Froome’s Team Sky dropped into the Broad Acres to reconnoitre the key parts of the Yorkshire-based opening two stages, which are likely to shake the race up to a much greater degree than is normal in the annual 3,656km endurance test.
The opening couple of days are always tension packed, with 190 riders jostling for position on narrow roads, but usually they are relatively flat and designed to culminate in a bunch sprint.
This year, while stage one from Leeds to Harrogate should suit Mark Cavendish, giving the British sprinter an opportunity to claim the leader’s yellow jersey for the first time in his Tour career, the second day features several testing climbs and teams containing a genuine contender for overall victory will need to be at action stations from the off.
Froome has not raced in Yorkshire before, but after a brief taste of what he will be up against in little more than a month’s time he is both impressed and wary.
“It has been really important for us to come over here for a few days and see what we are up against for these first few stages,” said the 29-year-old, who headed to Yorkshire from an altitude training camp in Tenerife. “After seeing the route, I think it is going to be a magnificent spectacle.
“I have been blown away. I had no idea, it is just beautiful. Genuinely, the countryside in the Yorkshire Dales is absolutely stunning, breathtaking.
“I could have been in the middle of Tuscany or somewhere. It is beautiful and I had no idea that was what we were going to be cycling through.
“It is going to be a tough start for us, stage one and stage two. That early in the race it is going to be quite difficult, but it is an amazing place to have a bike race. It is going to be absolutely stunning and the racing is going to be full on from the start. Typically, those first few days are always quite stressful as a bike rider, because there are so many guys in contention for the yellow jersey right at the beginning.
“Everybody starts on the same time and has an opportunity of getting into the yellow jersey, so there’s a lot of pushing and shoving and guys taking risks they would not normally take to try and get pole position.”
The pressure will be on Cavendish in the opening stage. His mother is from Harrogate and has a flat close to the finish line on The Stray. Expectations are he will win the stage and take the race lead, but his former team-mate Froome does not see it being that straightforward.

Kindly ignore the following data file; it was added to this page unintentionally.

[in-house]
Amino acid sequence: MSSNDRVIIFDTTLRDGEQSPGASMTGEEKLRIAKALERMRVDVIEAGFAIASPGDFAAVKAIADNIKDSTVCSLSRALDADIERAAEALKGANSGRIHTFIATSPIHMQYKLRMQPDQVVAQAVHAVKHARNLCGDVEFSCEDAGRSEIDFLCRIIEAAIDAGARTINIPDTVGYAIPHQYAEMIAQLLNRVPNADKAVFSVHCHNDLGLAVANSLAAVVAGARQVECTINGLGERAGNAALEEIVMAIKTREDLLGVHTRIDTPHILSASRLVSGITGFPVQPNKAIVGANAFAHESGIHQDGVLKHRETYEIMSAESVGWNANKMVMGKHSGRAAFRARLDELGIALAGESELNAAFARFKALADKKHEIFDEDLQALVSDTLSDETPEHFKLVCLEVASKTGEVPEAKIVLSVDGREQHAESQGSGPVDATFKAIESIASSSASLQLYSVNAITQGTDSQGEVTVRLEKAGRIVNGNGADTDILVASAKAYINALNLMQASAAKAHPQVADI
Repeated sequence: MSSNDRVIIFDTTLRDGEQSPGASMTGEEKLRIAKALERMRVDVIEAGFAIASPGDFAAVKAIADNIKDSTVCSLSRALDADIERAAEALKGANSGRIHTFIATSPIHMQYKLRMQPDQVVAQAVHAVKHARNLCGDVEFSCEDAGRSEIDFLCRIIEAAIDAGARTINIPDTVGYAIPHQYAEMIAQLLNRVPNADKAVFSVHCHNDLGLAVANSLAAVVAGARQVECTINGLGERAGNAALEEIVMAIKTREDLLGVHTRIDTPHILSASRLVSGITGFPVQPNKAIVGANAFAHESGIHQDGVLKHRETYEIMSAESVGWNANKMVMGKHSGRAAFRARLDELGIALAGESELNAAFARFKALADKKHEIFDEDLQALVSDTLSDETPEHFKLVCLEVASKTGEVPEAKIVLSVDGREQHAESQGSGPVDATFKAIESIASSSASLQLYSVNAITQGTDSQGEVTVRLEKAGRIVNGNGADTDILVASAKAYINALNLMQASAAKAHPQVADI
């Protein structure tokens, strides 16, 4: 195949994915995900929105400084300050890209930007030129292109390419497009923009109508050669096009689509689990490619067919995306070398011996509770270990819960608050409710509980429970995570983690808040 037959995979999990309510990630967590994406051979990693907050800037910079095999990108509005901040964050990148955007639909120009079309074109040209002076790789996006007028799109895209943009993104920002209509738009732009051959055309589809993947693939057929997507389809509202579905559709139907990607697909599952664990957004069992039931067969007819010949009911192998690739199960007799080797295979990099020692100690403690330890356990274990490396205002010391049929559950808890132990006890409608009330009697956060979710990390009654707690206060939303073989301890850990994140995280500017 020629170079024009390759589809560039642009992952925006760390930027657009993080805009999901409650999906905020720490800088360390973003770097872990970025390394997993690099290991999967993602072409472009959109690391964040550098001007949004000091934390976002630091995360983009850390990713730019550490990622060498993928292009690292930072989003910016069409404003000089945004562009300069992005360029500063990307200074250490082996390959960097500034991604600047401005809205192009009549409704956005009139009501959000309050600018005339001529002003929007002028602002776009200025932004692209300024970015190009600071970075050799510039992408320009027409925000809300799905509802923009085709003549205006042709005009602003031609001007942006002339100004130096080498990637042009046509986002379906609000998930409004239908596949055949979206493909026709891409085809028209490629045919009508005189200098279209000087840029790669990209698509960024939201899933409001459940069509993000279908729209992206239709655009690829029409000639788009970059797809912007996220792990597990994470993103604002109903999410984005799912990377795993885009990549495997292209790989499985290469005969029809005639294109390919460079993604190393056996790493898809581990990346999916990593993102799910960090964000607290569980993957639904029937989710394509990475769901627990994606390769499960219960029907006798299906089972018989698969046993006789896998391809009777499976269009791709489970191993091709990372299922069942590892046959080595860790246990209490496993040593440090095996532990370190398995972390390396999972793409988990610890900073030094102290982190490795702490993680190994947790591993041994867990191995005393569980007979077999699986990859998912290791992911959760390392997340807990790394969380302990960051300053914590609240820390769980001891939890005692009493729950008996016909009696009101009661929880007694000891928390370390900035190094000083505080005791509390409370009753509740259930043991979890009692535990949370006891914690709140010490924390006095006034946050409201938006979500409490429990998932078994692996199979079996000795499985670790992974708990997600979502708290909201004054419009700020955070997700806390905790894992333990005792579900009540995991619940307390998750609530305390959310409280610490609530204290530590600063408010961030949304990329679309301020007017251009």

He said: “I expected it was going to be designed for Cav, but having seen it, it is actually quite hard. It is hard to find a piece of flat road, it is always undulating up and down and left and right.
“Even for Cav I think it is going to be a tough start and the second stage (from York to Sheffield) is hilly.”
Of his aims for the Yorkshire phase of the race, Froome said: “Hopefully, I will be near the front, but not winning stages or in the break-away, I wouldn’t expect at that stage. The biggest objective for me will be to get through the first few stages unscathed and not lose any time to my rivals. There’s a saying, the Tour can’t be won here, but it can be lost and that is quite apt.”
The next time Froome turns a pedal in Yorkshire it will be for the start of the race on July 5. Having experienced what it will be like to roll out as a home favourite, he describes the public’s reception as “heart-warming”.
He said: “People have been coming over and wishing us good luck everywhere we go. Myself and my team-mates have been receiving really warm welcomes, wishing us all the best for July. It makes me really proud to be coming back here.
“It really feels as if local communities have pulled together to make this the start that the Tour deserves. It is a special race and for it to be here is massive for British fans, especially given the growth in cycling.
“At the start of a three-week, 21-stage bike race, for us to have that kind of send-off from a home crowd, I don’t think as defending champion I could really ask for much more.”
Comment: P10 main section.